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    Author(s): Paul B. Hamel; James S. Meadows; Emile S. GardinerJohn A. Stanturf
    Date: 2001
    Source: Gen. Tech. Rep. SRS 42. Asheville, NC: U.S.Department of Agriculture, Forest Service, Southern Research Station. pp. 99-105
    Publication Series: Miscellaneous Publication
    PDF: View PDF  (86 KB)


    Forested wetlands of the Mississippi Alluvial Valley (MAV) are the most productive of birds, including neotropical migratory birds, of all land uses there. Forest land uses are difficult to maintain in economic competition with annual crops. We compare perspectives of a bird biologist, a wildlife manager, a production forester, and an economic pragmatist to the issue: How can we manage bottomland forests for products, like birds, in addition to economically viable commodities? Our thesis assumes: (a) private lands are the major land ownership category, (b) economically successful timber production generally is prerequisite to existence of forest on private lands, and (c) traditional silvicultural tools can produce bird habitats. Principles for production of specific bird communities in bottomland hardwoods remain to be articulated. We assert that the future of neotropical migratory birds in bottomlands depends upon communication between avian biologists and silviculturists and the innovative capacity of land managers.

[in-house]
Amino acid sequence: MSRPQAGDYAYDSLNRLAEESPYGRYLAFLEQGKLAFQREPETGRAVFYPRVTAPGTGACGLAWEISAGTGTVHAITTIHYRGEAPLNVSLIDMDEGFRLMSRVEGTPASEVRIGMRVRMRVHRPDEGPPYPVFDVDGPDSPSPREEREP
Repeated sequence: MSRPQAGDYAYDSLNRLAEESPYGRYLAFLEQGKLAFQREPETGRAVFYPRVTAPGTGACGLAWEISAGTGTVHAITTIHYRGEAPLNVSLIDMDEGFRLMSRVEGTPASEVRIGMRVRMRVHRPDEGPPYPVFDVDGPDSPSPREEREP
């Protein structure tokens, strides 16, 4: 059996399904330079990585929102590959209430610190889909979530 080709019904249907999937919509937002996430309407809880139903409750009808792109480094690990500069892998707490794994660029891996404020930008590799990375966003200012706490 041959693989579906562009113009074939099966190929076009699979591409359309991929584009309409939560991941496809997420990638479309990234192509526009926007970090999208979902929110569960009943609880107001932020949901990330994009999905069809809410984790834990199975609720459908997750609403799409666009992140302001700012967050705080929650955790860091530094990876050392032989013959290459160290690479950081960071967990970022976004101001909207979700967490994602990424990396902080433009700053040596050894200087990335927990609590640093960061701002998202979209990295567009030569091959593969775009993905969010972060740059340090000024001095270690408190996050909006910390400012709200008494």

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    Hamel, Paul B.; Meadows, James S.; Gardiner, Emile S.; Stanturf, John A. 2001. Chainsaws, Canebrakes, and Cotton Fields: Sober Thoughts on Silviculture for Songbirds in Bottomland Forests. Gen. Tech. Rep. SRS 42. Asheville, NC: U.S.Department of Agriculture, Forest Service, Southern Research Station. pp. 99-105

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